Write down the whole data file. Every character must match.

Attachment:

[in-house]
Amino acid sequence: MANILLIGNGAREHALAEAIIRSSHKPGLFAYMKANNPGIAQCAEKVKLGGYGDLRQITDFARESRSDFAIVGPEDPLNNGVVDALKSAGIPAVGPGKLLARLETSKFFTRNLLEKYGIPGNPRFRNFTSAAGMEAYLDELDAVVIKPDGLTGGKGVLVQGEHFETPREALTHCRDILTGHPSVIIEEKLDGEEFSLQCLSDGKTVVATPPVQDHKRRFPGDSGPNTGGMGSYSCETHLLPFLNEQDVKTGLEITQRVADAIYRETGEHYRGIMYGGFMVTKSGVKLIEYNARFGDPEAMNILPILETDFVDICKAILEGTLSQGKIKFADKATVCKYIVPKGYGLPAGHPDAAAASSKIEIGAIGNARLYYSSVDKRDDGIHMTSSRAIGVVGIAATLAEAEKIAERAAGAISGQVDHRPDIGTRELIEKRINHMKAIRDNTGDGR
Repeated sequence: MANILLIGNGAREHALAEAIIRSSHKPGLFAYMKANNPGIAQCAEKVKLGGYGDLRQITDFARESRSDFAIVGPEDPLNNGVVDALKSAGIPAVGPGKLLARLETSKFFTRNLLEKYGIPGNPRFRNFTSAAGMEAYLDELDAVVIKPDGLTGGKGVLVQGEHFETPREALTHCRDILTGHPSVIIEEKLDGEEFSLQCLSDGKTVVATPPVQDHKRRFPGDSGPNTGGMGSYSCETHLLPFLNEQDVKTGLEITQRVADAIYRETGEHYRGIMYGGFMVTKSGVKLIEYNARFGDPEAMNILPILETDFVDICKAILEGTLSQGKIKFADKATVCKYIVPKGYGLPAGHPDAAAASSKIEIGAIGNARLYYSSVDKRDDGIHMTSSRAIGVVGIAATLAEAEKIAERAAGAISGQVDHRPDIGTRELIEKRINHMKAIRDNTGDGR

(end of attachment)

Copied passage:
[in-house]
Amino acid sequence: MANILLIGNGAREHALAEAIIRSSHKPGLFAYMKANNPGIAQCAEKVKLGGYGDLRQITDFARESRSDFAIVGPEDPLNNGVVDALKSAGIPAVGPGKLLARLETSKFFTRNLLEKYGIPGNPRFRNFTSAAGMEAYLDELDAVVIKPDGLTGGKGVLVQGEHFETPREALTHCRDILTGHPSVIIEEKLDGEEFSLQCLSDGKTVVATPPVQDHKRRFPGDSGPNTGGMGSYSCETHLLPFLNEQDVKTGLEITQRVADAIYRETGEHYRGIMYGGFMVTKSGVKLIEYNARFGDPEAMNILPILETDFVDICKAILEGTLSQGKIKFADKATVCKYIVPKGYGLPAGHPDAAAASSKIEIGAIGNARLYYSSVDKRDDGIHMTSSRAIGVVGIAATLAEAEKIAERAAGAISGQVDHRPDIGTRELIEKRINHMKAIRDNTGDGR
Repeated sequence: MANILLIGNGAREHALAEAIIRSSHKPGLFAYMKANNPGIAQCAEKVKLGGYGDLRQITDFARESRSDFAIVGPEDPLNNGVVDALKSAGIPAVGPGKLLARLETSKFFTRNLLEKYGIPGNPRFRNFTSAAGMEAYLDELDAVVIKPDGLTGGKGVLVQGEHFETPREALTHCRDILTGHPSVIIEEKLDGEEFSLQCLSDGKTVVATPPVQDHKRRFPGDSGPNTGGMGSYSCETHLLPFLNEQDVKTGLEITQRVADAIYRETGEHYRGIMYGGFMVTKSGVKLIEYNARFGDPEAMNILPILETDFVDICKAILEGTLSQGKIKFADKATVCKYIVPKGYGLPAGHPDAAAASSKIEIGAIGNARLYYSSVDKRDDGIHMTSSRAIGVVGIAATLAEAEKIAERAAGAISGQVDHRPDIGTRELIEKRINHMKAIRDNTGDGR